Cholesterol lowering herbs and supplements will not by themselves provide a natural remedy for high cholesterol.
High cholesterol levels have often been linked to a diet high in saturated fat - beef, butter, whole fat dairy products and hydrogenated oils used in the processing of food.
This is no longer widely accepted, as cholesterol from food is poorly absorbed - the body's production can be stimulated by saturated fats, but excess weight, smoking, lack of exercise and a genetic predispostion are also factors.
So - general advice - much like any blood/heart problems is:-
Increase exercise, eat oily fish and high fibre foods and use olive oil and mono saturated fats instead of other kinds.
This will result in a loss of weight as well as reduce the level of 'bad' (LDL) and increase 'good' (HDL) cholesterols.
In addition - some cholesterol lowering herbs, vitamins and minerals are also recommended.
Firstly - start with Vitamins E, C and garlic - these are safe to take whatever medication you're on - consult your doctor if you're on anticoagulants.
Vitamin E will raise HDL, vitamin C boosts the effect of vitamin E and garlic is generally known as good for most circulatory problems.
In additioin, Chromium helps reduce LDL and raise HDL if you eat a lot of refined foods.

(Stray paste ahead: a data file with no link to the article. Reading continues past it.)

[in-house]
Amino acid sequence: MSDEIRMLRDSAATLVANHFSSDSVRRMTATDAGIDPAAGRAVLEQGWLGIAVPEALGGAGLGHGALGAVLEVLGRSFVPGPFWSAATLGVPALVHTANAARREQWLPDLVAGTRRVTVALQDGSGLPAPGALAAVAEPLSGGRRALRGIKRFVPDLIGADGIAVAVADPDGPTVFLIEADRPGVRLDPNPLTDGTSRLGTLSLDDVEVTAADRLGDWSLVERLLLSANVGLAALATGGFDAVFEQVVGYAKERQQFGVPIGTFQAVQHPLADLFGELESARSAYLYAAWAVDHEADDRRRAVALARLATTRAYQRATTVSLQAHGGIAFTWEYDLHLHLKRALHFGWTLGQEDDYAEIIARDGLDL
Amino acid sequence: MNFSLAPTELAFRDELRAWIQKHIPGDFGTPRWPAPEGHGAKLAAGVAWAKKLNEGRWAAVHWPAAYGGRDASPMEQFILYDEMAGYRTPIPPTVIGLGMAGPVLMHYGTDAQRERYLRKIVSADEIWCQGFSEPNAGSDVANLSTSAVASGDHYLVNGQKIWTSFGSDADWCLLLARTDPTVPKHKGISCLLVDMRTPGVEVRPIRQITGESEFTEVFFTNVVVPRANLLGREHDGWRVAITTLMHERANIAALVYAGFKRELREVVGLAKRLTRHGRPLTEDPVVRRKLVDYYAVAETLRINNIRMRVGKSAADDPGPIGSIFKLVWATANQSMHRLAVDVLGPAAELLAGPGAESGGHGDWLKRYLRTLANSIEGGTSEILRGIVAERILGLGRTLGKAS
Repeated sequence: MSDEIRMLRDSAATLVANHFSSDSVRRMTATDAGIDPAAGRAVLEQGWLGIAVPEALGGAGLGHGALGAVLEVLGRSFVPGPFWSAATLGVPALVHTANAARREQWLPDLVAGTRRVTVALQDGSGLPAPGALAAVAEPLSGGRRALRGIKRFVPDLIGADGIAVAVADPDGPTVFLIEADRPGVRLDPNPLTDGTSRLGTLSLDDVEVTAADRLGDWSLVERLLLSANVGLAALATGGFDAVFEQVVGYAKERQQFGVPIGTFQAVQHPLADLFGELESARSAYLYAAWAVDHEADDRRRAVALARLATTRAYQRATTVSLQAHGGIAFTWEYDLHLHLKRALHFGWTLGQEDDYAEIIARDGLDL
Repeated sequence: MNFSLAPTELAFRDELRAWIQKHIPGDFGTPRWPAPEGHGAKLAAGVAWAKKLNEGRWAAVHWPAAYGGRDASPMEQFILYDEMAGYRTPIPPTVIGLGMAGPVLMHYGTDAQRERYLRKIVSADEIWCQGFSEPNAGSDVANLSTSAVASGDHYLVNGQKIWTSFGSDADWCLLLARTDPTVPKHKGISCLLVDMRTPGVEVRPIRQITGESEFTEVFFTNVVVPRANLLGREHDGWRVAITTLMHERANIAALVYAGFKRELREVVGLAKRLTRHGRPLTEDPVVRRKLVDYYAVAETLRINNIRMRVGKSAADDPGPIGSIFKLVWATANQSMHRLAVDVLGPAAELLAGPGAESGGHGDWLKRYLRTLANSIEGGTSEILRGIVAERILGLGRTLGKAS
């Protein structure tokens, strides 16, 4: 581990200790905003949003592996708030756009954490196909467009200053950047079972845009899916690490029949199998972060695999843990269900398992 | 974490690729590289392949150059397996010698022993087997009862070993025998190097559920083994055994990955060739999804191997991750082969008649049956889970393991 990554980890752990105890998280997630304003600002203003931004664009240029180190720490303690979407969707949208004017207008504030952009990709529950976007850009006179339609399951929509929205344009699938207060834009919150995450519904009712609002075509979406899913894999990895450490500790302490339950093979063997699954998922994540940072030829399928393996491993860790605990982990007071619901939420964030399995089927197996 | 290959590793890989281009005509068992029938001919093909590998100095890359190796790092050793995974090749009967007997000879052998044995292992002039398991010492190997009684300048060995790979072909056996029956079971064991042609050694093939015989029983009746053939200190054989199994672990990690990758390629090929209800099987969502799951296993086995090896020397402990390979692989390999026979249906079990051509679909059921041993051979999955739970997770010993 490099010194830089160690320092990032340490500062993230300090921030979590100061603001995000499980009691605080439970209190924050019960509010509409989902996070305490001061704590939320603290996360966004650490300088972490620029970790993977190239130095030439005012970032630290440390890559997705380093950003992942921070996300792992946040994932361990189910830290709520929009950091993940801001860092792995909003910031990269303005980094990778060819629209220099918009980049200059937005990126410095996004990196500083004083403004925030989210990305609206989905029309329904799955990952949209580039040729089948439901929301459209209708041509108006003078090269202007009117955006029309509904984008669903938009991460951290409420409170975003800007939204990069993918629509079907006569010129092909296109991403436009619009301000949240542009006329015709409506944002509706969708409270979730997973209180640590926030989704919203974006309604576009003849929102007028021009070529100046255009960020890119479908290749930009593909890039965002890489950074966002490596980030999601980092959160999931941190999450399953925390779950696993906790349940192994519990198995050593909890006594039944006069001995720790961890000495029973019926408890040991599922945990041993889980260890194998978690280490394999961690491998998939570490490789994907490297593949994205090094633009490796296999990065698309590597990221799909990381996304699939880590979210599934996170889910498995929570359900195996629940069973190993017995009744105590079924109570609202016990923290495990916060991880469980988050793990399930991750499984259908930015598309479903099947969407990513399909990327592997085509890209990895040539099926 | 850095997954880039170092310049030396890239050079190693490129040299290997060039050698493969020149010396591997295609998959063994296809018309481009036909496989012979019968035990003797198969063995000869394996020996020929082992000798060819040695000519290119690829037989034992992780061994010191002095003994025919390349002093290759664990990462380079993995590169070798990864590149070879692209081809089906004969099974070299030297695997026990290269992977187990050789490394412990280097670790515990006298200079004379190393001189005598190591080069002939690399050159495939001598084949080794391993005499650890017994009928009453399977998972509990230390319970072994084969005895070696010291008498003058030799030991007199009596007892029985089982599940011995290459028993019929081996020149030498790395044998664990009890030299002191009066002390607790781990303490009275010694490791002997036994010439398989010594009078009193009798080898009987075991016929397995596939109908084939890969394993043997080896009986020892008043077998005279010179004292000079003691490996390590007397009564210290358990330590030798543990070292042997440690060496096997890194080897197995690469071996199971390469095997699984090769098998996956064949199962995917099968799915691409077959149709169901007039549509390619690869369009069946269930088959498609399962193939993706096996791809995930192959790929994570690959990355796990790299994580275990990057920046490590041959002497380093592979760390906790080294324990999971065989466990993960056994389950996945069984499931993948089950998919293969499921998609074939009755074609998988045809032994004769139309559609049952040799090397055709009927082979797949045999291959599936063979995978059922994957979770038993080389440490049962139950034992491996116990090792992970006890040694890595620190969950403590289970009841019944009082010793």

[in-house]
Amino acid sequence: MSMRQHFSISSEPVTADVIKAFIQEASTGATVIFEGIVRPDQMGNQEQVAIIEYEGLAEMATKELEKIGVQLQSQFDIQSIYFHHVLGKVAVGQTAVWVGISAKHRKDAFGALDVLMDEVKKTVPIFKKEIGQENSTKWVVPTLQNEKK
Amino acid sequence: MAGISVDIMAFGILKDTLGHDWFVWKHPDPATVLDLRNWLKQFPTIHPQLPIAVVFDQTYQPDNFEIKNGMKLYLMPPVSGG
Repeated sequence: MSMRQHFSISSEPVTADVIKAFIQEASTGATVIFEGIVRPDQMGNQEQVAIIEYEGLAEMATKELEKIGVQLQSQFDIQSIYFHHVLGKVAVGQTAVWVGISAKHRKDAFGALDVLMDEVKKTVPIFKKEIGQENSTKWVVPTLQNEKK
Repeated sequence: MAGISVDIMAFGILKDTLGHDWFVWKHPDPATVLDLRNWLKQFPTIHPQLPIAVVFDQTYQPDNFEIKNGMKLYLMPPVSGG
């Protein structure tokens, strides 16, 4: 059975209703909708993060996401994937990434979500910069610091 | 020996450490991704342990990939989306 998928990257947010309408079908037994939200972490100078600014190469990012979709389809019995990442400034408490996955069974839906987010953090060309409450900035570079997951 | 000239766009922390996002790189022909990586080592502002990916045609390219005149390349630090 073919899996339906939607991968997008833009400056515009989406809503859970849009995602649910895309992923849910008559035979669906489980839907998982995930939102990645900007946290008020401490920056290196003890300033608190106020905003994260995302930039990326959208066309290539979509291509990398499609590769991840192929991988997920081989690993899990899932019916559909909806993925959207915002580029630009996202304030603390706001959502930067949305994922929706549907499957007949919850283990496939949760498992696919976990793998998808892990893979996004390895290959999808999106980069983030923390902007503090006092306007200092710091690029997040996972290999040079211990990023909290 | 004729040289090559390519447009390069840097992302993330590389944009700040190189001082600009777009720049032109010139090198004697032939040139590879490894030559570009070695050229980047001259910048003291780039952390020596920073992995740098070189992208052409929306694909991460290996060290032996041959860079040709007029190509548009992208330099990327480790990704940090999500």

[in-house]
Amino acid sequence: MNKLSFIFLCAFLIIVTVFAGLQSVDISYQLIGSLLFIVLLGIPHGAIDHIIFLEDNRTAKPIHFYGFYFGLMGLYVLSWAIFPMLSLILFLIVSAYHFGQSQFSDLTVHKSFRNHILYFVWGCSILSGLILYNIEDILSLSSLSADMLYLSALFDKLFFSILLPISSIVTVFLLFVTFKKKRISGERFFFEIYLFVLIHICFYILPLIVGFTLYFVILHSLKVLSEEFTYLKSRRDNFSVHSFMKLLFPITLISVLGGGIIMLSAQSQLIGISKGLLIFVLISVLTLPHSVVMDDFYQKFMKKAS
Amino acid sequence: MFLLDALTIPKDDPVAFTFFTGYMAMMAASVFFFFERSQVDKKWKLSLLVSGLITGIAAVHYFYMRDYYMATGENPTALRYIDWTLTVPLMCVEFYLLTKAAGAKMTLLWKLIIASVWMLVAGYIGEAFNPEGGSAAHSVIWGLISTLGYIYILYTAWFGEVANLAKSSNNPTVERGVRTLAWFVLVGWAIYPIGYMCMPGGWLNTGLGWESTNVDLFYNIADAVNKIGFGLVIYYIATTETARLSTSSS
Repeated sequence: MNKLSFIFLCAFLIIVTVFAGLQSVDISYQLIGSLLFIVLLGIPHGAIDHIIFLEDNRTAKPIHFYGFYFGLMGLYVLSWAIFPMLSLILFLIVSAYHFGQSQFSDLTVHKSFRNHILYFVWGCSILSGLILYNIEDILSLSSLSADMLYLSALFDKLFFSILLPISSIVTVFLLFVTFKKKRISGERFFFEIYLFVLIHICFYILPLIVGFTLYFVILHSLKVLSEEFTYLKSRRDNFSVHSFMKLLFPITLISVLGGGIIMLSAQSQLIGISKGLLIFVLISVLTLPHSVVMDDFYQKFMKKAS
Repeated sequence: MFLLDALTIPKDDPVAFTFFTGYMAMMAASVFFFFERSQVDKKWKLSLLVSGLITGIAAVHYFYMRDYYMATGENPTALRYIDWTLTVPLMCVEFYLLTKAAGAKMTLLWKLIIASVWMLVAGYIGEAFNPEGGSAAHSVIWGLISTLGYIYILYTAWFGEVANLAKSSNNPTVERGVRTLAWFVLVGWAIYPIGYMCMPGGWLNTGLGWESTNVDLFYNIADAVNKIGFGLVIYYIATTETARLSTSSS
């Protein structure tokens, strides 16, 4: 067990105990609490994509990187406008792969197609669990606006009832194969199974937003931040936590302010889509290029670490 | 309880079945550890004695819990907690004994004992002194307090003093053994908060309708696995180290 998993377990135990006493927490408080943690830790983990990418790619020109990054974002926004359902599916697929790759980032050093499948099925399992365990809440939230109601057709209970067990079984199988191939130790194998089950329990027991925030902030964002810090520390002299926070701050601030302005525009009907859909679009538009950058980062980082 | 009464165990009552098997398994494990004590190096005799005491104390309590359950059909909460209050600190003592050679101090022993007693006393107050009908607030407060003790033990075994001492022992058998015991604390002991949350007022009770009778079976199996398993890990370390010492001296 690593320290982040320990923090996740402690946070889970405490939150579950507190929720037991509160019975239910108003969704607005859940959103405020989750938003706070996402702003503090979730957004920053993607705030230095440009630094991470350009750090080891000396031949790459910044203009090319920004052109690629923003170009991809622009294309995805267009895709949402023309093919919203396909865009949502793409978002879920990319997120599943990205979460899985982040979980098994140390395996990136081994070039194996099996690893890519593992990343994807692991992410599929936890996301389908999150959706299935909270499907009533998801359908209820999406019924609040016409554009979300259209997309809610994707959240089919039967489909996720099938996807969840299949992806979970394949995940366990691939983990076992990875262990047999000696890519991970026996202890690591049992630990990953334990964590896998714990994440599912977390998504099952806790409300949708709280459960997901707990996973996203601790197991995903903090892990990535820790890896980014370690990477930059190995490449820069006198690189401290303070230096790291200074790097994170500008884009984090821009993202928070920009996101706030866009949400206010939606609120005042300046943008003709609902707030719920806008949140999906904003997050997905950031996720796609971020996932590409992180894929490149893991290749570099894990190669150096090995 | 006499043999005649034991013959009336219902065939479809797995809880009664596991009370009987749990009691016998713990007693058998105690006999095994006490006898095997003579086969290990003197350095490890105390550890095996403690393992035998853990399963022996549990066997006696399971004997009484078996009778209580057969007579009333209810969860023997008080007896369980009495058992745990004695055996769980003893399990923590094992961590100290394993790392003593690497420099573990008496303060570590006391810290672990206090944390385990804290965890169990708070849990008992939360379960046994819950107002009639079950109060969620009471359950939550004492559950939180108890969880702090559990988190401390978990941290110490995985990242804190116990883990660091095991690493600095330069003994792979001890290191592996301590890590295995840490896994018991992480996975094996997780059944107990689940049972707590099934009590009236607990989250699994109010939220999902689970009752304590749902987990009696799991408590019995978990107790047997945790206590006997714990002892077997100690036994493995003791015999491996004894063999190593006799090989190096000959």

You need oat bran or psyllium to 'flush through' your digestive system - the longer stuff 'sits there' the more you absorb.
For psyllium, take 1 tablespoon of powder dissolved in water or juice twice a day. Also drink plenty of fluids - about 6 to 8 glasses of water a day - as psyllium can have a laxative effect which will dehydrate you if you don't drink plenty of water.
You need to have your cholesterol measured by your doctor - you should find that a natural remedy for high cholesterol should have an effect in about 3 months.
If you have very high levels, cholesterol may appear as yellow nodules beneath the skin, in the elbows, knees or around your eyes.
Have you noticed these in your parents or grandparents? If you have, then you should maybe take better care of your own levels, even if you don't display these signs, as high cholesterol is more likely to be affected by genetics.
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